poisoning


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Related to poisoning: carbon monoxide poisoning, Alcohol poisoning, poisoning treatment, Arsenic poisoning, Sun poisoning

poi·son

 (poi′zən)
n.
1. A substance that causes injury, illness, or death, especially by chemical means.
2. Something destructive or fatal.
3. Chemistry A substance that inhibits another substance or a reaction: a catalyst poison.
tr.v. poi·soned, poi·son·ing, poi·sons
1. To kill or harm with poison.
2. To put poison on or into: poisoning arrows; poisoned the drink.
3.
a. To pollute: Noxious fumes poison the air. See Synonyms at contaminate.
b. To have a harmful influence on; corrupt: Jealousy poisoned their friendship.
4. Chemistry & Physics To inhibit (a substance or reaction).
adj.
Poisonous.

[Middle English, from Old French, from Latin pōtiō, pōtiōn-, drink; see pō(i)- in Indo-European roots.]

poi′son·er n.

poisoning

(ˈpɔɪzənɪŋ)
n
the act of killing someone using a poisonous substanceaccidental exposure to a toxic substance
ThesaurusAntonymsRelated WordsSynonymsLegend:
Noun1.poisoning - the physiological state produced by a poison or other toxic substancepoisoning - the physiological state produced by a poison or other toxic substance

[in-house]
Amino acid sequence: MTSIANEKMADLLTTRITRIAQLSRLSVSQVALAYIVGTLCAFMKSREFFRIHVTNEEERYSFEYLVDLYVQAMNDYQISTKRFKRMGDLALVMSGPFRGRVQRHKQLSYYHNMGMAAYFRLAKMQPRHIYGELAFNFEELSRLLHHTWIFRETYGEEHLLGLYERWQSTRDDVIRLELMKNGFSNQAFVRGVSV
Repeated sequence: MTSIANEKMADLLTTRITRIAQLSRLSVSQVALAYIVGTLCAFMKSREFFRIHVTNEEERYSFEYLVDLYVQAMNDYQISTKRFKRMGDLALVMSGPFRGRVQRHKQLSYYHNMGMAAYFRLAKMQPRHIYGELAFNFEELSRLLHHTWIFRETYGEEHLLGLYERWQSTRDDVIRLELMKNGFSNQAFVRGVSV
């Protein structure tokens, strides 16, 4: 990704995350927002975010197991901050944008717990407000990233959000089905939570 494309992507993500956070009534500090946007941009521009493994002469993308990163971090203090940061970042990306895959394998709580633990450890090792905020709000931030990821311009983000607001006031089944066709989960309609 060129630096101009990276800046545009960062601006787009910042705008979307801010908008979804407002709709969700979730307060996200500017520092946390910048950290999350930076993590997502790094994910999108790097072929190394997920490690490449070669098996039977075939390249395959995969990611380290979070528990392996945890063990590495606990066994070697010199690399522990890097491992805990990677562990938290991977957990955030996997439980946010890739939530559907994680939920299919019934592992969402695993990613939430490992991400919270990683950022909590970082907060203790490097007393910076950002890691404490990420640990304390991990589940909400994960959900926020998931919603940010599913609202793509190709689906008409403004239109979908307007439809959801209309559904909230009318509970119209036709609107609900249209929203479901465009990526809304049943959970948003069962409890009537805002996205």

physical condition, physiological condition, physiological state - the condition or state of the body or bodily functions
alkali poisoning - poisoning resulting from the ingestion of an alkali compound (as lye or ammonia)
caffeine intoxication, caffeinism - poisoning resulting from excessive intake of caffeine containing products
carbon monoxide poisoning - a toxic condition that results from inhaling and absorbing carbon monoxide gas; "carbon monoxide combines with hemoglobin and displaces oxygen in the blood"
cyanide poisoning - poisoning due to ingesting or inhaling cyanide; common in smoke from fires and in industrial chemicals
ergotism - poisoning by ingestion of ergot-infected grain products; characterized by thirst and diarrhea and nausea and cramping and vomiting and abnormal cardiac rhythms; in severe cases it can cause seizures and gangrene of the limbs
mercury poisoning - a toxic condition caused by ingesting or inhaling mercury; acute mercury poisoning causes a metallic taste and vomiting and diarrhea and kidney problems that may lead to death
naphthalene poisoning - toxic condition resulting from inhaling or ingesting naphthalene
nicotine poisoning - toxic condition caused by the ingestion or inhalation of large amounts of nicotine
ophidism - poisoning by snake venom
paraquat poisoning - poisoning caused by ingestion of paraquat; characterized by progressive damage to the esophagus and liver and kidneys
pesticide poisoning - toxic condition resulting from ingesting or inhaling a pesticide
salicylate poisoning - poisoning caused by the excessive ingestion of salicylates (usually aspirin)
2.poisoning - the act of giving poison to a person or animal with the intent to kill
kill, putting to death, killing - the act of terminating a life
gassing - the deliberate act of poisoning some person or animal with gas
Translations
otrava
zastrupitev
отруєння

poisoning

[ˈpɔɪznɪŋ] N (lit, fig) → envenenamiento m, intoxicación f
to die of poisoningmorir envenenado or intoxicado

poisoning